A primary challenge for schools attempting to serve immigrant students has been the general lack of attention to this population in teacher education (Goodwin 2017; Sattin-Bajaj, et al., 2023). In short, few schools of education (or districts) provide adequate training to their teachers and administrators taking a whole child perspective in addressing the needs of the immigrant origin students they serve.

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          Family plays a critical role in the lives of immigrant-origin children and youth (see for example, Garcia Coll & Marks, 2012; Suárez-Orozco, et al, 2010). Many immigrant-origin families share collectivistic values of familism and interdependence, common in their home countries. These values and practices, particularly common among Asian Pacific and Latino origin families, stand in stark contrast to the more individualistic U.S. cultural schemas (see for example, Tseng, 2004). Immigrant youth frequently contribute to family expenses at home and abroad, care for siblings and extended family members, translate for family members, and help navigate social institutions (see for example, Faulstich- Orellana, 2009).

          The cultural demands of family interdependence highlight lifelong financial and emotional support among family members, living close to or with parents, and consulting parents on important decisions (see for example, Tseng, 2004). Moreover, siblings and cousins in Latino immigrant-origin children and youth families spend more time together in shared activities than with their parents, other adult kin, or their European American peers (see for example, Updegraff, et al., 2005) which can serve as a tremendous (often under-recognized) resource.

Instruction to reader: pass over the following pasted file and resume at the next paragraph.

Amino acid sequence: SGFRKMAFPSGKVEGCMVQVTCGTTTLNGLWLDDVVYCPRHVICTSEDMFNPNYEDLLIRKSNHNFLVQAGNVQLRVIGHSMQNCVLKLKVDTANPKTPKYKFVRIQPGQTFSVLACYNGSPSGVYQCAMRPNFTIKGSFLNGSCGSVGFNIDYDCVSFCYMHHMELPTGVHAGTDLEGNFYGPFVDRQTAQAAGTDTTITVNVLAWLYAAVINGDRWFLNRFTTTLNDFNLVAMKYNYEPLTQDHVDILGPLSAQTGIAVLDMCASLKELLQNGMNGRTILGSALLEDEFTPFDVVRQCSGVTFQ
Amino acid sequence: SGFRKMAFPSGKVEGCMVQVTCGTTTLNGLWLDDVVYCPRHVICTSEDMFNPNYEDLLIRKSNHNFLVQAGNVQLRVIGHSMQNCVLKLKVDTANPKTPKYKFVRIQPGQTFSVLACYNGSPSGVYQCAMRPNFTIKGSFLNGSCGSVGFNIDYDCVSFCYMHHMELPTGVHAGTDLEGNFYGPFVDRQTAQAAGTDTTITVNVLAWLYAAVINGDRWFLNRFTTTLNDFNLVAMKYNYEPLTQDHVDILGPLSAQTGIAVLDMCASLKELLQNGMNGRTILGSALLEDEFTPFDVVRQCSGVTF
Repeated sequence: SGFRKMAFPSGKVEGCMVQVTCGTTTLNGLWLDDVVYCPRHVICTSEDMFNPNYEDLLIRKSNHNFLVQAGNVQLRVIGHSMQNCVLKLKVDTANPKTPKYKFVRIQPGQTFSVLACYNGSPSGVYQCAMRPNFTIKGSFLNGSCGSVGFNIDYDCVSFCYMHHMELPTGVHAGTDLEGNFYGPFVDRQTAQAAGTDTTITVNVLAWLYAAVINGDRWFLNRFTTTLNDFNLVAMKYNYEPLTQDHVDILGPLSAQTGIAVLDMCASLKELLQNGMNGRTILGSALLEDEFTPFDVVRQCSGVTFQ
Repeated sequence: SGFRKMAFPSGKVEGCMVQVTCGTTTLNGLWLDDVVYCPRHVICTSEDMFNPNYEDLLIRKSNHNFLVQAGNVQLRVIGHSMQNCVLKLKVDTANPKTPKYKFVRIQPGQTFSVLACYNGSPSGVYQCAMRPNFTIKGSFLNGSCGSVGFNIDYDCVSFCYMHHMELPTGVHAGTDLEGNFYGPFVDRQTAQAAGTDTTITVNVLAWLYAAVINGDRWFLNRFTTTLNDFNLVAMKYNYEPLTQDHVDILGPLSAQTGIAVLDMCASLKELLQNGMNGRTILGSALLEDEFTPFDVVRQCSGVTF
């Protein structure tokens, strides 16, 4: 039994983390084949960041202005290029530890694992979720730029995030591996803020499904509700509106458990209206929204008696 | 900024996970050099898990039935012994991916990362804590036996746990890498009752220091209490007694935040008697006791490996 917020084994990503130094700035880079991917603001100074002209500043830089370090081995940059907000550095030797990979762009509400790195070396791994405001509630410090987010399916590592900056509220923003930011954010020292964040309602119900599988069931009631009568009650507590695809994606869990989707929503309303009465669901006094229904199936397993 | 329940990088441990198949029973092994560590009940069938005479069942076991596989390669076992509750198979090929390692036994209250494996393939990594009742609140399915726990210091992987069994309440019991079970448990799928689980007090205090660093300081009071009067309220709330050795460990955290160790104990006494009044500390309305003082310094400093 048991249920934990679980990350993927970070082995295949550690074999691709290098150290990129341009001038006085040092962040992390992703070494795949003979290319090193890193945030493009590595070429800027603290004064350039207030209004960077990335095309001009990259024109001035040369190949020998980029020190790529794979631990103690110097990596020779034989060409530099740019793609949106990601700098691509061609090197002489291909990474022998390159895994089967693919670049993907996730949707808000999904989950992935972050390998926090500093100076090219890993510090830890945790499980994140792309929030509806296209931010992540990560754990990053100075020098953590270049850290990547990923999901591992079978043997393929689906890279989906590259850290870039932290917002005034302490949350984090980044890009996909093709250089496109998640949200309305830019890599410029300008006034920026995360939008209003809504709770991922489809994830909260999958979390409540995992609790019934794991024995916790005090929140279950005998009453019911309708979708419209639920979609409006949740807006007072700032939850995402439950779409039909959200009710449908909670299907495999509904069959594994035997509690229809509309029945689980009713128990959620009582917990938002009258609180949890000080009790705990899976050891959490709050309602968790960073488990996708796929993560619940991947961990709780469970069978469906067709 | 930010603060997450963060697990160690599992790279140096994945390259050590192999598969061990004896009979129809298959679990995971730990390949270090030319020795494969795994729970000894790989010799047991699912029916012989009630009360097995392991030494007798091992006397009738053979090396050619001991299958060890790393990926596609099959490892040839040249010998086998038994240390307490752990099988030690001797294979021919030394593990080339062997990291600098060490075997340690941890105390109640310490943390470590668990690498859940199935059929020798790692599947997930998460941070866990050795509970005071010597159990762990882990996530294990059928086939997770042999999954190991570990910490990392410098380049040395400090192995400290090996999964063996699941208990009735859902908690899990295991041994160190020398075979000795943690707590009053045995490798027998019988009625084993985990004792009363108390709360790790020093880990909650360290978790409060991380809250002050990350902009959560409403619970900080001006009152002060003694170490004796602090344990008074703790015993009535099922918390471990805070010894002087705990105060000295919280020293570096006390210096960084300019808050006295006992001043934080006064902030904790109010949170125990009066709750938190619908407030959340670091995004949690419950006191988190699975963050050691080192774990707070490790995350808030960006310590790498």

Though family members’ collective contributions often support adaptation and developmental tasks, (see for example, Cardoso & Thompson, 2010) immigrant-origin children and youth may also navigate discordant cultural values between home and school that can have important repercussions for development. Cross-cultural conflict in value systems has been well-documented with young children in primary schools (see for example, Greenfield & Quiroz, 2013) as well as in adolescence (see for example, Marks, Patton, & Coyne, 2011). In the U.S., intergenerational conflicts between the family and adolescents have been linked to higher rates of risk behaviors (see for example, Marks, Ejesi, & Garcia Coll, 2014).

          bigstock Ukrainian Refugee Family With 453123611Another specific challenge that many immigrant families undergo is the process of family separations and reunifications during migration and post-settlement. Immigrant parents must often make the difficult decision to leave children behind as they venture forth to establish themselves in a new land before sending for their children. For example, in a study of 400 newcomer U.S. children from five sending origins, more than three-quarters of the participants had been separated from one or both parents from 2-10 years; the longer the separation, the more complicated the reunification and the more likely children were to report negative wellbeing (see Suárez-Orozco, Bang, & Kim, 2011). Further, increasing numbers of unaccompanied children are migrating on their own, sometimes seeking their parents but most frequently fleeing catastrophic violence in their homeland (see Krogstad, Gonzalez-Barrera, & Lopez, 2014). Further, a growing number of youth experience forcible separation from their family members through detention and deportation (Dreby, 2012). While exact data is difficult to come by, it is estimated that approximately half a million children have experienced the deportation of a parent in between 2009 and 2013, the majority of whom are citizen children with clear negative developmental implications for wellbeing.